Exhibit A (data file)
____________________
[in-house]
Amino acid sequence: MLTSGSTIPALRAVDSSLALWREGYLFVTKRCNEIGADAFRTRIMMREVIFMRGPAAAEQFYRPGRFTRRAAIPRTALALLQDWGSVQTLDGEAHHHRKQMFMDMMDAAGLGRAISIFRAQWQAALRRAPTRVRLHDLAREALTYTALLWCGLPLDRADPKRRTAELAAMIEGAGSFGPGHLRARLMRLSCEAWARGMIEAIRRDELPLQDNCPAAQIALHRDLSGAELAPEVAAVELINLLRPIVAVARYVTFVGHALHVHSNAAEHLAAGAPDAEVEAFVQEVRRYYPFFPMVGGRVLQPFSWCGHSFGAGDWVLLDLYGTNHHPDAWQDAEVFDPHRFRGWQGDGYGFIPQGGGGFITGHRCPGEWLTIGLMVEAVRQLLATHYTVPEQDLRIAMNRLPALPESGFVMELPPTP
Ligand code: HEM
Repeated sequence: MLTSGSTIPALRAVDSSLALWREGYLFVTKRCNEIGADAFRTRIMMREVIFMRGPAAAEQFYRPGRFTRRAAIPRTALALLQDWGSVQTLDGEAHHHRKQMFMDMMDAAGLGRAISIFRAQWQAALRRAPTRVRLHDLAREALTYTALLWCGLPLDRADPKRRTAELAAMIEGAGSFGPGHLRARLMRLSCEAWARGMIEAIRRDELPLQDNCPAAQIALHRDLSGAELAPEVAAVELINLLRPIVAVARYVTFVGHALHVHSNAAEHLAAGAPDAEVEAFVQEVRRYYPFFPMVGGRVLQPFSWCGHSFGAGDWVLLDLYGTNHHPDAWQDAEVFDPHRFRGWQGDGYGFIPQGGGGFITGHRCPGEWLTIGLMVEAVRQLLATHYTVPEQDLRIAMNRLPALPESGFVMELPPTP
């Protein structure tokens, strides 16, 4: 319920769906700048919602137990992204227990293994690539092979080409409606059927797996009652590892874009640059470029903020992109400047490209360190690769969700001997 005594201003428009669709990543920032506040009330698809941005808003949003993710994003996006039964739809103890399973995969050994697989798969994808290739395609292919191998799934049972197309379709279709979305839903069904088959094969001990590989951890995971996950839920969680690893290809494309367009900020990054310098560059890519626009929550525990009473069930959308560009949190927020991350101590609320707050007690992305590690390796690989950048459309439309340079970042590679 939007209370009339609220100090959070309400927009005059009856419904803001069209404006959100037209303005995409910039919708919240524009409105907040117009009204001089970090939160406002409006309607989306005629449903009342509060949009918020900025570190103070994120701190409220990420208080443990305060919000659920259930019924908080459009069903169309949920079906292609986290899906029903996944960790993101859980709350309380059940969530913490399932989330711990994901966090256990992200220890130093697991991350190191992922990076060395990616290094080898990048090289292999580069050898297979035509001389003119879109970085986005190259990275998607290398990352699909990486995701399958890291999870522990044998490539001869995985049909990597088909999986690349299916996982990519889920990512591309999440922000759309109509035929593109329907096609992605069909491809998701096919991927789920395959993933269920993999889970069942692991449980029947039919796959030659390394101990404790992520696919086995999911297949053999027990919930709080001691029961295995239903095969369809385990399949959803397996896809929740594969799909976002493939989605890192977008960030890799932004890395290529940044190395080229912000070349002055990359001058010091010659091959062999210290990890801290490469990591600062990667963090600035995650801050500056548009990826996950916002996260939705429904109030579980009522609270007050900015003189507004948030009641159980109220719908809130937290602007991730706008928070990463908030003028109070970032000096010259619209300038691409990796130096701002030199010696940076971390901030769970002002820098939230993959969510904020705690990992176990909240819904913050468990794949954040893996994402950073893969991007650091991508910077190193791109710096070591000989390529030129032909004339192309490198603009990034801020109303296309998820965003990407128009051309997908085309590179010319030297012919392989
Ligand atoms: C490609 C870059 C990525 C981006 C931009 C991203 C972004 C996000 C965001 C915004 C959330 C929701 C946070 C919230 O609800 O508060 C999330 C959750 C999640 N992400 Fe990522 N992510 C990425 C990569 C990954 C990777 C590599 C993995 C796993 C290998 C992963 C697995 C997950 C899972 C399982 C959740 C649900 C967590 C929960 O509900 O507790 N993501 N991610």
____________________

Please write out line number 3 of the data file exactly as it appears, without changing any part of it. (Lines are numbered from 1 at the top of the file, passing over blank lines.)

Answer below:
Ligand code: HEM